Isn’t It Time You Skied Telluride?
If ole Butch Cassidy returned to Telluride today to rob a bank, like he did here in 1889, he would be happy to know that this former mining town has changed little. Sure, there might be more of a California surfing element—a favorite breakfast joint is called Baked in Telluride—but much of the 8-block main stretch gives off the flavor of the Wild West. It’s not just the sense of the familiar that keeps me coming back, but the spellbinding vista of 14,000-foot peaks that surround the ski resort. You’re socked into a Japanese silkscreen, with wave after wave of anonymous snowy peak undulating before you.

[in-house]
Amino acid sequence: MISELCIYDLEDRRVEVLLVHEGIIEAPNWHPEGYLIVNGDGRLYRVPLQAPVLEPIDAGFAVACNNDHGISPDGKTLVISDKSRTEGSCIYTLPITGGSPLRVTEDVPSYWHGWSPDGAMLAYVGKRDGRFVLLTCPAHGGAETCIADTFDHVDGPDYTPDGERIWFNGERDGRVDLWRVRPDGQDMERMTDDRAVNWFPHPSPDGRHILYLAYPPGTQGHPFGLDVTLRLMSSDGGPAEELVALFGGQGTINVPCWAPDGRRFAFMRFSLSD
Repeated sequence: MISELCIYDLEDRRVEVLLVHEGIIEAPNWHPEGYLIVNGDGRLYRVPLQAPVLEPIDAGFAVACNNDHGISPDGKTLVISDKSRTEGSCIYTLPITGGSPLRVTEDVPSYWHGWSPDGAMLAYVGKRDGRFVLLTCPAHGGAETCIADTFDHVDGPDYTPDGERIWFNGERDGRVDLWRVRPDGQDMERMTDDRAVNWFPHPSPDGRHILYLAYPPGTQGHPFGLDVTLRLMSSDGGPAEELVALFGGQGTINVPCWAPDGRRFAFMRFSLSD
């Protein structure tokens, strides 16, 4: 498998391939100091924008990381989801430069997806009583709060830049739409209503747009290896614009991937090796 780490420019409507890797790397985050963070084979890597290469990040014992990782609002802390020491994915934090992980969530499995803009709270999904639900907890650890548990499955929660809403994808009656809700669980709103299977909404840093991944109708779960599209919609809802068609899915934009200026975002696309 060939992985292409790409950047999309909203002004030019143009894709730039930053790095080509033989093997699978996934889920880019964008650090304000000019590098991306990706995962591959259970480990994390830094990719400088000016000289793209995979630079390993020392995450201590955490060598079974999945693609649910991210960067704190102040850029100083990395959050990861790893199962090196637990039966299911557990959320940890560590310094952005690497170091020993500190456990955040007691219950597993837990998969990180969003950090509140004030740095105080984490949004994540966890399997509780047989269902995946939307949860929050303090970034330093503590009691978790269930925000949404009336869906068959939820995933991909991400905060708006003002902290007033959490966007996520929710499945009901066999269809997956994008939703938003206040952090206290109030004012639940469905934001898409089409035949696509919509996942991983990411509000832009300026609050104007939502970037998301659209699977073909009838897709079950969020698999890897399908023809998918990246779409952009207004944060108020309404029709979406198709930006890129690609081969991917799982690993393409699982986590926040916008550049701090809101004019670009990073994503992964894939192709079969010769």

At first glance, staring anxiously at the steep trails that run from the face of the mountain back to town, you might think that Telluride was created solely for the hotdogging antics of extreme skiers. And, yes, steeps like Bushwhacker and Plunge reward expert skiers with great rips, usually on fresh powder. Take the lift up to Prospect Bowl, however, and you’ll soon realize that Telluride caters just as much to beginners and intermediates. Best of all, there are little or no lift lines to get to these trails. Located in the remote southwestern corner of the state, you’re a good five-hour drive from the crowds that frequent Colorado ski areas closer to Denver. But that could change soon. With direct flights to Telluride from 11 major hubs in the States, including Newark, Chicago, and LA, expect the word to spread quickly.